I still remember my first exposure to teletext. Â It would have been the early eighties when I went to visit one of my uncles. Â He had just got a new TV (which he rented from Radio Rentals) and it made our TV at home look old fashioned. Â Whereas our TV had big push buttons to change channels and was encased in wood, my uncles new telly was made of plastic and came with a remote control.
This was the first time I had ever seen a remote control, and I was initially fascinated how this little box, with no wire connecting it to the TV, could switch the channels. Â Impressed, my jaw hit the ground when my uncle pressed one of the other buttons and BBC1 was replaced by a page of text with the magical sounding word CEEFAX written in big yellow letters across the top.
Ten minutes later I had learned how this amazing new feature worked, and I spent the rest of that evening glued to the TV exploring all the various pages available. Â My excitement grew when I realised that flicking the TV over to ITV gave me a whole new set of pages called ORACLE to explore. Â When it became time to go home, I didn’t want to leave, and spent most of the journey home asking Mum and Dad if we could get a TV with teletext.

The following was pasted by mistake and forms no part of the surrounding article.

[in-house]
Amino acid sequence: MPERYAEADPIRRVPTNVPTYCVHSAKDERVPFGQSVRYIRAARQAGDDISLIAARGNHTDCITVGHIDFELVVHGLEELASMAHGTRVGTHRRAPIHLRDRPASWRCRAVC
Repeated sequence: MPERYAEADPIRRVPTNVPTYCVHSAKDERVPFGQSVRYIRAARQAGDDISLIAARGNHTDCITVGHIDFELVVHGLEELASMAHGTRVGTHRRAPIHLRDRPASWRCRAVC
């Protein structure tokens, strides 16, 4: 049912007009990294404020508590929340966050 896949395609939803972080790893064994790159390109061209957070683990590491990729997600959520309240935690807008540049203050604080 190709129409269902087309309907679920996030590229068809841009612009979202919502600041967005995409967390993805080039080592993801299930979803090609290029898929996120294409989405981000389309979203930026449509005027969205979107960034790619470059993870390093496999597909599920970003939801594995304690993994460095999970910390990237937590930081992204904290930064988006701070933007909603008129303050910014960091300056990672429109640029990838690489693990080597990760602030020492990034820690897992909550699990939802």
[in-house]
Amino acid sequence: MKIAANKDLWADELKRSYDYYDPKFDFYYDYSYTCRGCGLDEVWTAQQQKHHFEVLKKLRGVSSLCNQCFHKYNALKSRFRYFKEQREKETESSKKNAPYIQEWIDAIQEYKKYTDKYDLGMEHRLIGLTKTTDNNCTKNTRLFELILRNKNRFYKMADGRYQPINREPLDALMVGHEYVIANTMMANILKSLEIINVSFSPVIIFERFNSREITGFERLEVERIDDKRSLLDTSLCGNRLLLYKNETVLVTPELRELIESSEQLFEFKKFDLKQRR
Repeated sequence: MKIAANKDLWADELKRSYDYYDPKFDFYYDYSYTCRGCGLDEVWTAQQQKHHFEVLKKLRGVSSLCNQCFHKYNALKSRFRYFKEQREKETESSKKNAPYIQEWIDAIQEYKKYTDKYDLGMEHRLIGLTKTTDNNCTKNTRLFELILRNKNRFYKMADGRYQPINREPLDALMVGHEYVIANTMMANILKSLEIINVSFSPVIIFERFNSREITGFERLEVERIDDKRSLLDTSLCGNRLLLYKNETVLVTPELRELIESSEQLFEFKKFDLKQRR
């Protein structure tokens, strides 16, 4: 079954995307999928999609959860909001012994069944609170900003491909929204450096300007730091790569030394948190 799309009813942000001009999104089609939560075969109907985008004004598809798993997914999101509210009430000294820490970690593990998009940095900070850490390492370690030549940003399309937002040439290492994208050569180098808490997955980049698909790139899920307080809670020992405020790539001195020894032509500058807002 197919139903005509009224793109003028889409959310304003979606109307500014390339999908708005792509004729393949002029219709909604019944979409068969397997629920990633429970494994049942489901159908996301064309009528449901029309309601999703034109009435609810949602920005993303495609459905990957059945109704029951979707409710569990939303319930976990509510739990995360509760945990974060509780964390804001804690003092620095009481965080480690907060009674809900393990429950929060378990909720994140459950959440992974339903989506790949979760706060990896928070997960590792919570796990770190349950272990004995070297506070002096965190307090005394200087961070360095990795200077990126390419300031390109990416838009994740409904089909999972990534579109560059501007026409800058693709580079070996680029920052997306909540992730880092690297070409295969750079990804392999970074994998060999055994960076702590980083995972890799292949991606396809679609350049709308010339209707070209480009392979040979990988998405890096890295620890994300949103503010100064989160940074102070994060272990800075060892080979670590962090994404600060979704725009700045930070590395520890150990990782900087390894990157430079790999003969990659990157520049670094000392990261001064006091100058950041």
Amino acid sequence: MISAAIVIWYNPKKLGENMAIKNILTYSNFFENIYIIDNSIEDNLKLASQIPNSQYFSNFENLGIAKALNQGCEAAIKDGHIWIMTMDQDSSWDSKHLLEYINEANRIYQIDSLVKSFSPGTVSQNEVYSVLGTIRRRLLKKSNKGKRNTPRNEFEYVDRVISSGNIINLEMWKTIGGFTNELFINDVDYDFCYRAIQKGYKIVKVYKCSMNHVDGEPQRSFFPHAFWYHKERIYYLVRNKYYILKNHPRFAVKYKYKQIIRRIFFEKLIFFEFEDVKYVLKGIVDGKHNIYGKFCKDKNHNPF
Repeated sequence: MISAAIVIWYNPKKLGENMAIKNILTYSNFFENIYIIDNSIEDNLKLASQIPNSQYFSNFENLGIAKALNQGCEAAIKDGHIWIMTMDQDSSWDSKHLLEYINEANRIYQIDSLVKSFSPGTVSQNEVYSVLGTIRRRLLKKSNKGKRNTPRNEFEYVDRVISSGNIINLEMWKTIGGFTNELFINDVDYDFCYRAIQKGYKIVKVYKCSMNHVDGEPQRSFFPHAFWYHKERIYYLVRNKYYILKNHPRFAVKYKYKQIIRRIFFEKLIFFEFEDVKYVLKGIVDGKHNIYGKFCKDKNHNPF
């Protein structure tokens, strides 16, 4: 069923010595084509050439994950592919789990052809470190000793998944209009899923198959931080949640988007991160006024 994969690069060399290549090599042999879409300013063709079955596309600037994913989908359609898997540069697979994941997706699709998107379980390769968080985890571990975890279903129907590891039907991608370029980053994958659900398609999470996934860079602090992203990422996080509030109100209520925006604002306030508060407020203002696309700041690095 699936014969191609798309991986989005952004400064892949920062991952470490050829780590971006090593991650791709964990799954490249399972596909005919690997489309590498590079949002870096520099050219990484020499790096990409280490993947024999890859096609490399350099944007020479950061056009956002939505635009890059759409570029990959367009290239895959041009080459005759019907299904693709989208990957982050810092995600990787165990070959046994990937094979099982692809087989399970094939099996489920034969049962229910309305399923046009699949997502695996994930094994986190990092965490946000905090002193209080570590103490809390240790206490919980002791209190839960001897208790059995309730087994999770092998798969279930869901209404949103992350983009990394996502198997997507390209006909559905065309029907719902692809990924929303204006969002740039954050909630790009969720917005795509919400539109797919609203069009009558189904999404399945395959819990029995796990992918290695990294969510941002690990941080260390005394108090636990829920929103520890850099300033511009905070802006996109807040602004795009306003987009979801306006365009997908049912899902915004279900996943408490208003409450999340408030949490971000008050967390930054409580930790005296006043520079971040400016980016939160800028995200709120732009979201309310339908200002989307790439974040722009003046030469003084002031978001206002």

Teletext services were originally invented back in the early 1970’s though, when the TV companies were looking to find a way to provide written captions for the hard of hearing. Â The BBC were first to the market with the CEEFAX service (see facts – geddit) but ITV followed soon after with their ORACLE offering (which was an acronym for the rather long winded and technical sounding nameÂ Optional Reception of Announcements by Coded Line Electronics). Â It wasn’t until the 1980’s though that enough people had TV sets capable of displaying the teletext pages that things really took off.
So how does teletext work then? Â Well, in those days the teletext information was sent as part of the TV signal during the space between frames. Â Between each frame of a television picture there is a period called the vertical blanking period. Â This time is needed for the TV set to return the electron beam gun inside it back to the top left of the screen. Â During this time a page of information could be encoded and sent, and the TV set could decode and display it.
Since only a small amount of data could be sent in the vertical blanking period this was why you had to sit and wait for your chosen page to appear, as all pages were sent in a repeating loop one after another, which could be seen by the page number display at the top of the screen that kept incrementing and then starting again.
When Channel 4 started broadcasting they launched their own service called 4-Tel, and this quickly became a favourite with kids. Â CEEFAX always had a few kids pages but 4-Tel had loads more, with puzzles, games, news and best of all a cartoon strip. Â It may have been crudely drawn given the graphical capabilities of teletext, but the adventures of 4-T the dog became compulsive viewing. Â 4-Tel also had a rather good videogames magazine called Digitiser, which was written in quite an entertaining style, and wasn’t afraid to tell you when a new game was rubbish!